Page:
New skin cancer immunotherapy added to NHS England’s Cancer Drugs Fund
A new immunotherapy treatment for certain advanced skin cancer patients is to be made available on the NHS in England.
The decision came immediately after the drug received European approval. This means patients in England will be among the first in Europe to receive the treatment, which will be paid for by the Cancer Drugs Fund.
Cancer Research UK’s Rose Gray said the National Institute for Health and Care Excellence’s (NICE) recommendation of cemiplimab (Libtayo) was significant.
The drug will be used to treat adults with an advanced form of skin cancer called cutaneous squamous cell carcinoma (CSCC) when surgery or radiotherapy to cure their cancer aren’t an option.
“This decision is excellent news for people affected by this type of skin cancer,” said Gray.
“Patients and clinicians told NICE new treatments were needed for this disease, so it’s great that NICE have approved it.”
New treatment option
The director of the centre for health technology evaluation at NICE, Meindert Boysen, said: “CSCC can be cured in most people if caught early enough but a small percentage reaches an advanced state, usually in older people.”
There is no single established way to treat these patients, but those who are fit enough may receive chemotherapy, while others get supportive care.
NICE estimates that around 560 of these people per year will now be eligible for treatment with cemiplimab.
Boysen acknowledged that there is significant uncertainty around how long the drug can extend survival, but said that “the overall response rates reported in the trials are very promising”.
Out of the 59 patients that took part in a phase 2 trial, 28 patients saw their cancer shrink in response to the treatment, with 4 cancers completely disappearing. 23 of these were still responding 6 months after treatment when the trial finished.
The most common reported side effects were diarrhoea and fatigue.
According to NICE, CSCC accounts for around 20 in 100 skin cancers and around 23 in 100 cases of non-melanoma skin cancer. Boysen added that although death is rare, average survival once the disease has spread is poor.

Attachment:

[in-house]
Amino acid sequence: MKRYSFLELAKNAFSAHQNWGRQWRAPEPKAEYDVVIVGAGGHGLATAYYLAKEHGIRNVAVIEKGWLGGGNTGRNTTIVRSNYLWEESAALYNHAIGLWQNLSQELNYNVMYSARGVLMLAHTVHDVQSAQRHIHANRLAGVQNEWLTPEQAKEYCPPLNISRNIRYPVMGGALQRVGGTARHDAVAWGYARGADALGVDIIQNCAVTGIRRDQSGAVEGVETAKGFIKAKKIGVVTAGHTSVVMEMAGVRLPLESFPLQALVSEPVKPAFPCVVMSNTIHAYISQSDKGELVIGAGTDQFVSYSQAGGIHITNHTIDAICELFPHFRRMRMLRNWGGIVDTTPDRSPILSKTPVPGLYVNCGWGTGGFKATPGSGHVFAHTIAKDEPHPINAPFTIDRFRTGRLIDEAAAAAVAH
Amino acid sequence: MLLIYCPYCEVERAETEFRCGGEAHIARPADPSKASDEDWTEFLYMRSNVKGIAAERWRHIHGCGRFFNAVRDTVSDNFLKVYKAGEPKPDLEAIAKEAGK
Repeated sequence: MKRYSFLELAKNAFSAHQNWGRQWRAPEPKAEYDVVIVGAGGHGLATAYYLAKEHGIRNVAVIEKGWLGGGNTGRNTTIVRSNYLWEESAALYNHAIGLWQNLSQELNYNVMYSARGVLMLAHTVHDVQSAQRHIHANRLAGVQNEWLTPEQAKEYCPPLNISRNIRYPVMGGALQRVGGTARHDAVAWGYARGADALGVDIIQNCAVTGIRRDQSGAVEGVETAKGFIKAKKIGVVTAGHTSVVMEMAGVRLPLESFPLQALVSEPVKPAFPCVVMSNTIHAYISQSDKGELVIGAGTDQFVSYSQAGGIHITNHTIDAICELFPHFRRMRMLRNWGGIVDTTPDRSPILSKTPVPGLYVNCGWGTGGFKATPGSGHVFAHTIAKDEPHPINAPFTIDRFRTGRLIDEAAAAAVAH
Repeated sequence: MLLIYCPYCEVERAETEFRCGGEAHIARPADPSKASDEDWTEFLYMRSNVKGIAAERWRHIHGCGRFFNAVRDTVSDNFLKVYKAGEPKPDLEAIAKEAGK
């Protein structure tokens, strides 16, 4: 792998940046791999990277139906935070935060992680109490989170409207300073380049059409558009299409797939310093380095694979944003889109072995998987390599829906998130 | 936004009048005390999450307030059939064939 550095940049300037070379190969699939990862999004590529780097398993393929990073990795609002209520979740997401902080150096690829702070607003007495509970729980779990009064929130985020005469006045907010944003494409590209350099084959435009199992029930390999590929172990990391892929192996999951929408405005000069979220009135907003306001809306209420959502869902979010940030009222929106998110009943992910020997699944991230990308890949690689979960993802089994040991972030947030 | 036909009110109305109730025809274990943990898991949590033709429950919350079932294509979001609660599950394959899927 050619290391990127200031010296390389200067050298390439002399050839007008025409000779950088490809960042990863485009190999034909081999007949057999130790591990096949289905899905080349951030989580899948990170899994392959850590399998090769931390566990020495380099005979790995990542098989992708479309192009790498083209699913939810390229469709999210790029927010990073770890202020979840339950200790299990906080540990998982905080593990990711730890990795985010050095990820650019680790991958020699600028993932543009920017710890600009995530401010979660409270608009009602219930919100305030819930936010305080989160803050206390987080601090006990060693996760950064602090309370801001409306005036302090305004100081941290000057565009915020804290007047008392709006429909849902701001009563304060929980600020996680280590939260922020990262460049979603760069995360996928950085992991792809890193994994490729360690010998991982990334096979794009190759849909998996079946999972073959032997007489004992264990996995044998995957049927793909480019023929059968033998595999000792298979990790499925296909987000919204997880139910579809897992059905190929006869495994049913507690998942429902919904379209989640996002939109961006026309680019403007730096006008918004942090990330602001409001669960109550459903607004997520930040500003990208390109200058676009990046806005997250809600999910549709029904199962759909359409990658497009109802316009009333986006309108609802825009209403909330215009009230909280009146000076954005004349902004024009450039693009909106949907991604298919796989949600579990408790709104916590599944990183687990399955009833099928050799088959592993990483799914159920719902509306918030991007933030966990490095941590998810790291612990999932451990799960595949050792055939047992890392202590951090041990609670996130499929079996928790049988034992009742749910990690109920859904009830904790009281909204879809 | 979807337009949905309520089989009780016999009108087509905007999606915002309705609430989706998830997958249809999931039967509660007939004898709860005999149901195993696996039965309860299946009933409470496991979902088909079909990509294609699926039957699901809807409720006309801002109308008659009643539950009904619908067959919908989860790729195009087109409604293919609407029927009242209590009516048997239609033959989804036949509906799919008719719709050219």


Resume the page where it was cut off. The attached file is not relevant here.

Gray said that “because trials testing this treatment are in their early stages, we don’t know for sure how much longer this drug could give patients before their cancer gets worse, or how much it will extend patients’ survival”. But she agreed clinical trial results looked positive.
“Experts told NICE that cemiplimab is likely to be more effective and have fewer side effects than current treatment options,” she added.
More long-term evidence to be collected
Cemiplimab is an immunotherapy treatment that works by making a patient’s own immune system recognise and attack cancer cells.
Its inclusion in the Cancer Drugs Fund, which allows early patient access to innovative drugs on the NHS, will mean patients can receive the treatment while more data on the drug’s long-term benefits is collected.
This will give more time for research to assess whether there are benefits to continuing with cemiphlimab treatment beyond two years, which the NICE guidance sets as a cutoff.
Medicines in the Cancer Drugs Fund are usually available to eligible patients in England, Wales and Northern Ireland.
NHS patients to receive new drugs faster
The decision follows approval of the drug by the European Medicines Agency (EMA) on Tuesday. The EMA regulates which drugs can be sold in Europe by certifying their safety and effectiveness, and puts measures in place to make sure they are manufactured to a consistently high quality.
NICE has recently changed the way it assesses new medicines to better align its timelines with the EMA. This will reduce the time between a drug receiving its European license and NICE’s decision on whether or not to make it available for patients on the NHS. This change means patients can access drugs more quickly if the treatment is recommended.